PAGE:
These products are sometimes referred to as structured products or non-conventional investments. They tend to be both more complex—and more risky—than traditional investments, and often tempt investors with special features and higher returns than offered by basic investments.
Some examples of complex products include notes with principal protection and high-yield bonds that have lower credit ratings and higher risk of default, but offer more attractive rates of return. Complex products may use futures and options, as well as complicated trading strategies, to achieve investment objectives.
Although these products may have attractive qualities, it is crucial to understand each investment’s distinct features, risks and rewards.
Structured products are essentially index trackers with some extra features. While there is some variation, here is how a typical structured product works:
You decide how much money(capital)to invest and plan to leave it there for the term of the product;
Structured products are a medium term investment; we usually create products with a term between three and six years;
Your return is normally linked to the performance of an underlying asset, for example a stock market index such as the DAX or S&P 500 or FTSE 100. The criteria to determine if a return is payable depends on the product, such as, if the index is at or above a certain level at the end of the term, the return is paid.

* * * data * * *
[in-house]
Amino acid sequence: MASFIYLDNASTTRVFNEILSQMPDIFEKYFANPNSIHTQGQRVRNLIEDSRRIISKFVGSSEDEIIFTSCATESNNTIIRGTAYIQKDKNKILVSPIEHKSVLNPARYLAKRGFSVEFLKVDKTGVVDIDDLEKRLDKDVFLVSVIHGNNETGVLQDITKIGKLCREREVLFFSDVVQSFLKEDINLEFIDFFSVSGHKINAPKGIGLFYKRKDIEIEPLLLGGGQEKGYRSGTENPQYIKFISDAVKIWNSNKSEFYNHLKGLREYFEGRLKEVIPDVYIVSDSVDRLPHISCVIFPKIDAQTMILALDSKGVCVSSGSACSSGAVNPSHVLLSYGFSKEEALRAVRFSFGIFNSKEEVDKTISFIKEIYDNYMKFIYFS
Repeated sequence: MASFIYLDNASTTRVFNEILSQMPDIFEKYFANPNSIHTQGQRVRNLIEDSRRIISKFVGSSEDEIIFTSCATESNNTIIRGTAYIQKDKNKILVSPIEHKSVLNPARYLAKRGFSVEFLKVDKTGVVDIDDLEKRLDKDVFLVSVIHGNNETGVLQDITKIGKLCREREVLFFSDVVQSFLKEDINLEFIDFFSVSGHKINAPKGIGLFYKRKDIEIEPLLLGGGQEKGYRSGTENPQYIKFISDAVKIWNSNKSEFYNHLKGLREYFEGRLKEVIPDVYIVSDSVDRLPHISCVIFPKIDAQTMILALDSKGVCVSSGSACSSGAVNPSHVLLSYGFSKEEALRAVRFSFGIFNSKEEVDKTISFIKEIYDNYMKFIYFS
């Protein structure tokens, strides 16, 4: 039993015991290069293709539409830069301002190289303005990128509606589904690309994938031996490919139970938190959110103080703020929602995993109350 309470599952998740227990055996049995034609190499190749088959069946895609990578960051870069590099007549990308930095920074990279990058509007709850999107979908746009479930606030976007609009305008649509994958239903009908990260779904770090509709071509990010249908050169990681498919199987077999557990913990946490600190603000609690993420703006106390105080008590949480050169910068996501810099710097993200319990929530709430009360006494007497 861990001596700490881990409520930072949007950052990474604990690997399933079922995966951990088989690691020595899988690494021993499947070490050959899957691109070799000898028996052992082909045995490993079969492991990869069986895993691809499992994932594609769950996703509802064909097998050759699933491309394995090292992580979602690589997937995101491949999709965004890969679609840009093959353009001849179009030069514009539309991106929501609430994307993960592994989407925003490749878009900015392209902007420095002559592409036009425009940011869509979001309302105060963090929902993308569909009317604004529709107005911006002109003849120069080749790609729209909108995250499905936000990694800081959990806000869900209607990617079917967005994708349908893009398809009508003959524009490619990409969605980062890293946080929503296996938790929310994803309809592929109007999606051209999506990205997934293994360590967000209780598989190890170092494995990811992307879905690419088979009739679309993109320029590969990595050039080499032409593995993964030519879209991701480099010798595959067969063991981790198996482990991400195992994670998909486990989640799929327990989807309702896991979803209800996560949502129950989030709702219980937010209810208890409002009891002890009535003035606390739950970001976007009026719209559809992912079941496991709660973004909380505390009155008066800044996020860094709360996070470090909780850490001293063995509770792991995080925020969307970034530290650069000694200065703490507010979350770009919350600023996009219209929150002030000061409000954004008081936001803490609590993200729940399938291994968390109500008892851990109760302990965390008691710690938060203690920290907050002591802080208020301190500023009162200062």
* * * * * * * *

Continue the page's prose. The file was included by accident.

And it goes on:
Whether you benefit from the full amount of any growth or just a percentage depends on how the structured product is designed;
If, at the end of the term, the criteria for payment of the return are not met, you may not get your original investment back;
‘Structured capital-at-risk products’ or ‘SCARPs’ aim to repay the original investment at the end of the term, provided the underlying market has not fallen below a predetermined threshold. If this does happen, then you will lose money;
Some products aim to repay the original investment in full at the end of the term, regardless of how the underlying market performs. This does depend on the ability of the issuer to meet its obligations. You are exposed to the credit risk of the issuer. So, if the issuer becomes insolvent, you could lose some or all of your investment.
Understanding the Risks
Structured products are complex, if you are unsure if they are suitable for you, you should speak to an Independent Financial Adviser before buying.